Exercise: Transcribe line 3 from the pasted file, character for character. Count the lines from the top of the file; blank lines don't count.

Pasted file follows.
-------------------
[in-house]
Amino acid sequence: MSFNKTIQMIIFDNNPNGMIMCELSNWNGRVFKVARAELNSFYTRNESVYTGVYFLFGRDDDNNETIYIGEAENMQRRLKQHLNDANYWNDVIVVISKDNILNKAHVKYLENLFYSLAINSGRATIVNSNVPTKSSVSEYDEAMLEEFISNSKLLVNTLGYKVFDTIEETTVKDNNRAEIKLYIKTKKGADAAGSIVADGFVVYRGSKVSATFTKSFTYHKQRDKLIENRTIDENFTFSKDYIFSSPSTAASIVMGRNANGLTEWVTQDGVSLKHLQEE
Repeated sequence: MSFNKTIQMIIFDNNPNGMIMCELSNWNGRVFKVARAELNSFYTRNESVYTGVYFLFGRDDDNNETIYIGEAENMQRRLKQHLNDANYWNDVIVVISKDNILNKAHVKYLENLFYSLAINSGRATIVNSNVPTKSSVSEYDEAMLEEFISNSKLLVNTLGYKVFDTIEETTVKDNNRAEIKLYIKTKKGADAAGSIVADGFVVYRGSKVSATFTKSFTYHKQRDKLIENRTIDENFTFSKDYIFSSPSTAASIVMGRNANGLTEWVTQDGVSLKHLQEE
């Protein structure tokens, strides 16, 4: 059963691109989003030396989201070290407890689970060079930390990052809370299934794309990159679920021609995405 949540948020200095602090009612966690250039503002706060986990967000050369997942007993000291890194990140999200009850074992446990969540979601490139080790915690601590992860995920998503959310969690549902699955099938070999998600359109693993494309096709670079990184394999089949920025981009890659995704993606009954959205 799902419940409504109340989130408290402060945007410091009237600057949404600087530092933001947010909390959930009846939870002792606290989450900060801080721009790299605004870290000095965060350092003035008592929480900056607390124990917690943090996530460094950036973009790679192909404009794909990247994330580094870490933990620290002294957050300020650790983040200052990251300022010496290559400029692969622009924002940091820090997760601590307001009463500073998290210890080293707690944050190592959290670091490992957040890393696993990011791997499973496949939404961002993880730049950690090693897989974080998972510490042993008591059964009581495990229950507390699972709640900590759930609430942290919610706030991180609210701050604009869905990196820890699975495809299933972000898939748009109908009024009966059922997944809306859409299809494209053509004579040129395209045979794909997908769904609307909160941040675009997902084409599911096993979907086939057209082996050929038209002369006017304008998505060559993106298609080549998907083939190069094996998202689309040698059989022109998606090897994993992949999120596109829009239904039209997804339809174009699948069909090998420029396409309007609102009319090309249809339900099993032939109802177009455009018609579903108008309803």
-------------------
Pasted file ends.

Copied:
Repeated sequence: MSFNKTIQMIIFDNNPNGMIMCELSNWNGRVFKVARAELNSFYTRNESVYTGVYFLFGRDDDNNETIYIGEAENMQRRLKQHLNDANYWNDVIVVISKDNILNKAHVKYLENLFYSLAINSGRATIVNSNVPTKSSVSEYDEAMLEEFISNSKLLVNTLGYKVFDTIEETTVKDNNRAEIKLYIKTKKGADAAGSIVADGFVVYRGSKVSATFTKSFTYHKQRDKLIENRTIDENFTFSKDYIFSSPSTAASIVMGRNANGLTEWVTQDGVSLKHLQEE